Baseball Prospect Journal

Brock Jones offers an intriguing toolset

Brock Jones Karen Hickey, ISIPhoto.com

Brock Jones grew up playing football and dreaming of someday playing in the NFL. He also played baseball but favored football and viewed it as his primary sport.

It wasn’t until high school that Jones started to think differently about his future occupation. He drew attention from professional scouts leading up to the 2019 MLB draft and realized baseball was likely his better sport.

That didn’t stop Jones from playing both sports in college, though. Jones was a member of the football and baseball teams as a freshman at Stanford University in 2019-20. Although he played in 11 football games on special teams, Jones decided to focus solely on baseball after his freshman year.

It was the right decision, as Jones’ future is clearly on the diamond. Jones is eligible for the 2022 draft, and scouts project the outfielder as a potential first-round pick.

“It helps to go through the draft process in high school,” Jones said. “Sometimes, it did get the best of me because I wasn’t very mature. Now I know I’m not playing for them. There were moments when I thought I had to please this person or that person in high school. I know I need to be myself and go play, and the rest will take care of itself.”

As a freshman, Jones hit .228 with one home run and four RBIs in 57 at-bats in 16 games in the pandemic-shortened 2020 season.

Last year, Jones made significant strides and was one of the best hitters in college baseball. He posted a .311 batting average with 13 doubles, 18 home runs and 62 RBIs in 206 at-bats in 56 games. He also stole 14 bases.

Jones is a 6-foot, 203-pound left-handed hitting outfielder who is a well-rounded player with five-tool potential. He uses a simple swing and quiet setup at the plate. He has solid strike zone recognition and consistently squares up the baseball to drive it to all parts of the field.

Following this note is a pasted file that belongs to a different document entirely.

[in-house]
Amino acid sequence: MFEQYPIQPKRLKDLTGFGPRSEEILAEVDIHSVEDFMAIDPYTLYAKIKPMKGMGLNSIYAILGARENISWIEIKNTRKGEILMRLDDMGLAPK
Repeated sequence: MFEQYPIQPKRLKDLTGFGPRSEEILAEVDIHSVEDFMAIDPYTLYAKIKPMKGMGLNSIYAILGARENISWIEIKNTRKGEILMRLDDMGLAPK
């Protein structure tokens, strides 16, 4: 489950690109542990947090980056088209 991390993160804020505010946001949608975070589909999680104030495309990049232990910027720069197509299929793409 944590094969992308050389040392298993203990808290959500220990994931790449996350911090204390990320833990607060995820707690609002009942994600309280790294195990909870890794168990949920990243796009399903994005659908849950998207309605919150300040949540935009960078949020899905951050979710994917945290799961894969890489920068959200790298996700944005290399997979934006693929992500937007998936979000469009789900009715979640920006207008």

Besides his ability to hit for average and power, Jones is highly athletic and uses his speed on the bases.

“My biggest strength for me isn’t even a skillset,” Jones said. “It’s a mindset for me. Having confidence in myself is probably one of my biggest strengths. Just being confident in times of struggle is important. It is a game of failure, and you are going to fail seven times out of 10 and still be one of the best in baseball.”

Defensively, Jones split time between left field and center field last year. This season, Jones likely will play center field. He has solid athleticism and can handle both positions. He has average arm strength but has worked on improving that in the offseason.

Besides improving his defensive skills, Jones wants to refine his skills at the plate.

“You have to be a good hitter, and good hitters always play,” Jones said. “For me, lowering strikeouts is one of my big things. Being comfortable in uncomfortable situations is important, whether that’s having two strikes or runners on base. I want to have good team at-bats.”

Last season, Stanford posted a 39-17 record and advanced to the College World Series for the first time since 2008.

The Cardinal hope they can build on last year’s finish and return to the College World Series this season.

The Cardinal haven’t won the national title since winning it in back-to-back years in 1987-88. They last played in the championship series in 2003, which marked their third runner-up finish in four years.

“I am here to lead this team to a national championship and get that for the coaching staff, team and myself,” Jones said. “That’s a personal goal of mine. We got there last year. But we have a lot still left in the tank and more to prove. I’m trying not to focus on the draft and be present where my feet are.”

Read more in-depth stories on top 2022 MLB draft prospects at Baseball Prospect Journal.

Video of Brock Jones

Dan Zielinski III has covered the MLB draft for seven years. He has interviewed 356 of the top draft prospects in that period, including four No. 1 overall picks. Multiple publications, including Baseball America, USA Today, MLB.com and The Arizona Republic, have quoted his work, while he has appeared on radio stations as a “MLB draft expert.” Follow him on Twitter @DanZielinski3.

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